Grief has a way of swallowing you up at the most inconvenient times. I choose to write until I can breath again.
death doesn’t play fair and it’s sister, grief, is treacherous as well. they can arrive on the most ordinary day and twist your world in very unordinary ways. my father use to tell me that death is nothing but a circle. and if i were to looked at it i would see it as a continuation not an end. my father was also a poet. he didn’t have any words for grief other than to say, ‘it’s a mutha phucka.’ which is the greatest truth he ever imparted.
grief is a gift. there are hours, days, weeks, months when you mistakenly imagine you’ve moved on. that your sadness is dissolved. your loss resolved. your grief complete. and then from nowhere you’ll read a seemingly innocent post from a friend on facebook and it transports you right back in time to another space where your loss is more real, more tangible, than it was only a moment before. the days those moments don’t feel like sucker punches to the throat are the best days.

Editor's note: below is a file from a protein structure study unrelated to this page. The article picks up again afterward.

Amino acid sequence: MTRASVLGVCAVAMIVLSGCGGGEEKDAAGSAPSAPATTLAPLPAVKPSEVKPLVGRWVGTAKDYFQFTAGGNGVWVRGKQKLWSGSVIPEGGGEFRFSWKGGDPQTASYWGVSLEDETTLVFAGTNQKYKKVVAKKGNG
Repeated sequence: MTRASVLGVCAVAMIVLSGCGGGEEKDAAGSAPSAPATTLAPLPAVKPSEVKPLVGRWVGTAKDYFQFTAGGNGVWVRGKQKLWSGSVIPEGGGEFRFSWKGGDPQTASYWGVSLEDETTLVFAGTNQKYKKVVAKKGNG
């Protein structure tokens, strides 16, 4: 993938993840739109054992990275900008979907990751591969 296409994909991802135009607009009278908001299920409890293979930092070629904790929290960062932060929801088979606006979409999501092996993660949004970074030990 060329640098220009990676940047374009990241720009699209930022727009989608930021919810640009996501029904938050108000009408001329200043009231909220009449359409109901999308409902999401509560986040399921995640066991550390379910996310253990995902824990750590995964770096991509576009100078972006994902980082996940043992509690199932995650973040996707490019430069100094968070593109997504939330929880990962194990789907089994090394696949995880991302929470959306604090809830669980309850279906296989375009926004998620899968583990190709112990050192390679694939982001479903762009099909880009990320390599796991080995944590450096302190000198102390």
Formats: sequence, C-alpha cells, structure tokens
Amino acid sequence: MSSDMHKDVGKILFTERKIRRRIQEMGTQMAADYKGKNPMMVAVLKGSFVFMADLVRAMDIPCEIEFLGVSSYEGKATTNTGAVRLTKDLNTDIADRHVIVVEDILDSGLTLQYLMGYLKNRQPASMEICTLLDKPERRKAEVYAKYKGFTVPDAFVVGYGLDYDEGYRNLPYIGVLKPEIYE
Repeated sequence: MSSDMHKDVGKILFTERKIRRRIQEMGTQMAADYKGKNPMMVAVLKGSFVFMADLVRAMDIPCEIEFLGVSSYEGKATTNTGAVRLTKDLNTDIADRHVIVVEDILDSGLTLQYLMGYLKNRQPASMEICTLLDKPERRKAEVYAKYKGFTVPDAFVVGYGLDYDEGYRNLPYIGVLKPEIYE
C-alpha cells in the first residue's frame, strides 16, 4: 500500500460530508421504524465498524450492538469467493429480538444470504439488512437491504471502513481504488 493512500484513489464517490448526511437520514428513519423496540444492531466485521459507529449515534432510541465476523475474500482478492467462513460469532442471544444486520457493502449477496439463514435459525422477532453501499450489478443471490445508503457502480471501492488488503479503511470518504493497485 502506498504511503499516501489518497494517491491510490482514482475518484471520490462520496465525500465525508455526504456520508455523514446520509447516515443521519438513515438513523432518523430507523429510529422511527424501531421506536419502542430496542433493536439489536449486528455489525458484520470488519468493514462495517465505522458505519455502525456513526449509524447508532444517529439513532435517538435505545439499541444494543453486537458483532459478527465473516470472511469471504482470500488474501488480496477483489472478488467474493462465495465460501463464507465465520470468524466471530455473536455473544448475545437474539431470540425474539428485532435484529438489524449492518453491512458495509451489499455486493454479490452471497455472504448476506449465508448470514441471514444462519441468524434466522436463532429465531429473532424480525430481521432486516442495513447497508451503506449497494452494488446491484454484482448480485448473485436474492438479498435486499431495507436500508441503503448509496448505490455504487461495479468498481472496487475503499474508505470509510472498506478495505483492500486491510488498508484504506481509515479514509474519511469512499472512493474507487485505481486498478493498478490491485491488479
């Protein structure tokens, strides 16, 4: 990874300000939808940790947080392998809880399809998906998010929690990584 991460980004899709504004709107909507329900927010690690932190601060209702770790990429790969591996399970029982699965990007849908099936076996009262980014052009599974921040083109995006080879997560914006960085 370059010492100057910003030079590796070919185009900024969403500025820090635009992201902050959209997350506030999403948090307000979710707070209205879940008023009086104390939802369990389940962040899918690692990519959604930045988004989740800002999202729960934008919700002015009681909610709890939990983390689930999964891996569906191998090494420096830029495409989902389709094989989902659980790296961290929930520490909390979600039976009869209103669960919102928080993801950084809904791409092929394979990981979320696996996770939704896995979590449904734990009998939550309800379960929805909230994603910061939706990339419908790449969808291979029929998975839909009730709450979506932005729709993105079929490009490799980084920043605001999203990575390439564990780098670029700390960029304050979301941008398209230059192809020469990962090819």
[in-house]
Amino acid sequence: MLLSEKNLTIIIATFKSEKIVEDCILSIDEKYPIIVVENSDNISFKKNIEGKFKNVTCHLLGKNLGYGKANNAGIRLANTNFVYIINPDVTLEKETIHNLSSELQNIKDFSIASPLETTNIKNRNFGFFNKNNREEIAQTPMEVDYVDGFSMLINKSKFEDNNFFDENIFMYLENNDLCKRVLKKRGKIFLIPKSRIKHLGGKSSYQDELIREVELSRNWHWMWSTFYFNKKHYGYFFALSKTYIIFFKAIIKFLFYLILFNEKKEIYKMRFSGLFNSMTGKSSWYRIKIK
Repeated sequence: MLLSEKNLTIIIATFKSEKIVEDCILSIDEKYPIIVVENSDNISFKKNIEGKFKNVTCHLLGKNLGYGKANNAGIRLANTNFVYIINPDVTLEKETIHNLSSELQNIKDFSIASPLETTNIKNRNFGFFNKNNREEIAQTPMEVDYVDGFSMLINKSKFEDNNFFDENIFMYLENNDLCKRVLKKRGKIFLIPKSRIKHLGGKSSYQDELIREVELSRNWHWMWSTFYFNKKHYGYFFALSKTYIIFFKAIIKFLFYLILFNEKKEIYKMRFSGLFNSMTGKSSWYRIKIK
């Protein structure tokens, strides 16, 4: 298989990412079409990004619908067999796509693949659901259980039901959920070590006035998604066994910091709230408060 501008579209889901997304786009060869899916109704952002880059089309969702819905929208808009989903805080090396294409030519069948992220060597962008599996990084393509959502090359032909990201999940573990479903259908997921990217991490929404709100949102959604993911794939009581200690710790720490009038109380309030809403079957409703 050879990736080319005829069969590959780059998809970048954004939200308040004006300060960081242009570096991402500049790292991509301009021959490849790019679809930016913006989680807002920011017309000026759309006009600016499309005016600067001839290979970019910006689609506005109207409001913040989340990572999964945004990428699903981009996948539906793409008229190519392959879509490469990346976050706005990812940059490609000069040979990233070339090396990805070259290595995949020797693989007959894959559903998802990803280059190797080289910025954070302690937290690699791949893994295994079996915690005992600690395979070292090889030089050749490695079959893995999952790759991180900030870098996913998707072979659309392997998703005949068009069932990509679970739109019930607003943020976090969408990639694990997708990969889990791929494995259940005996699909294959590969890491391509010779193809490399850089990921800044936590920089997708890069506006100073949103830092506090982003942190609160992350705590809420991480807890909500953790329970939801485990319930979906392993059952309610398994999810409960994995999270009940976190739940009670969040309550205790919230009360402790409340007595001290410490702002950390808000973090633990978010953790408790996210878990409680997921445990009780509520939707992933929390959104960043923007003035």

what would i do without these shadows to guide me, walk with me, talk with me, hold me in place? i have no idea but imagine it would be a space without grace.
he never wanted to be
a hero. he told me i’m
more luke cage than you know
unbreakable but broken
all the same.
the fourth of july weekend of 2016 sent me through a soul searching roller coaster ride. i was more 700 miles from my home, driving with my parents and young son after having spent a weekend with my aunts and cousins in hot springs, arkansas, when i learned that 2 men more than 1,000 miles…